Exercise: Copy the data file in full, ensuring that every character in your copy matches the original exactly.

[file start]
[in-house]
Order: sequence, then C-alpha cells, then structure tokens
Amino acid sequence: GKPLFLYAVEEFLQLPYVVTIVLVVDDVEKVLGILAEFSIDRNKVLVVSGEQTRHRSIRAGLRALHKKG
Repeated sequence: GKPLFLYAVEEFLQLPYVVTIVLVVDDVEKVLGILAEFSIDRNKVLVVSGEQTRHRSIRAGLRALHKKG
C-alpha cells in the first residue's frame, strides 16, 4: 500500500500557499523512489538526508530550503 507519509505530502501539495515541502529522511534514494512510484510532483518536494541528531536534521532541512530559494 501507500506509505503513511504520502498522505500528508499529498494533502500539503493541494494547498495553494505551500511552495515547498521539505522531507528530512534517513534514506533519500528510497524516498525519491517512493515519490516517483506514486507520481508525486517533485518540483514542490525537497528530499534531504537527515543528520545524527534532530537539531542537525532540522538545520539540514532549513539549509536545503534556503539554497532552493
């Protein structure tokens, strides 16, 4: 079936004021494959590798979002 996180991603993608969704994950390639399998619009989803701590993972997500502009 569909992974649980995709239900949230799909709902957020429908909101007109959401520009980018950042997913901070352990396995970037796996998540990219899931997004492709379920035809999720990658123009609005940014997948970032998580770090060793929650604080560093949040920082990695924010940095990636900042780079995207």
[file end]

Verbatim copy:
[in-house]
Order: sequence, then C-alpha cells, then structure tokens
Amino acid sequence: GKPLFLYAVEEFLQLPYVVTIVLVVDDVEKVLGILAEFSIDRNKVLVVSGEQTRHRSIRAGLRALHKKG
Repeated sequence: GKPLFLYAVEEFLQLPYVVTIVLVVDDVEKVLGILAEFSIDRNKVLVVSGEQTRHRSIRAGLRALHKKG
C-alpha cells in the first residue's frame, strides 16, 4: 500500500500557499523512489538526508530550503 507519509505530502501539495515541502529522511534514494512510484510532483518536494541528531536534521532541512530559494 501507500506509505503513511504520502498522505500528508499529498494533502500539503493541494494547498495553494505551500511552495515547498521539505522531507528530512534517513534514506533519500528510497524516498525519491517512493515519490516517483506514486507520481508525486517533485518540483514542490525537497528530499534531504537527515543528520545524527534532530537539531542537525532540522538545520539540514532549513539549509536545503534556503539554497532552493
């Protein structure tokens, strides 16, 4: 079936004021494959590798979002 996180991603993608969704994950390639399998619009989803701590993972997500502009 569909992974649980995709239900949230799909709902957020429908909101007109959401520009980018950042997913901070352990396995970037796996998540990219899931997004492709379920035809999720990658123009609005940014997948970032998580770090060793929650604080560093949040920082990695924010940095990636900042780079995207």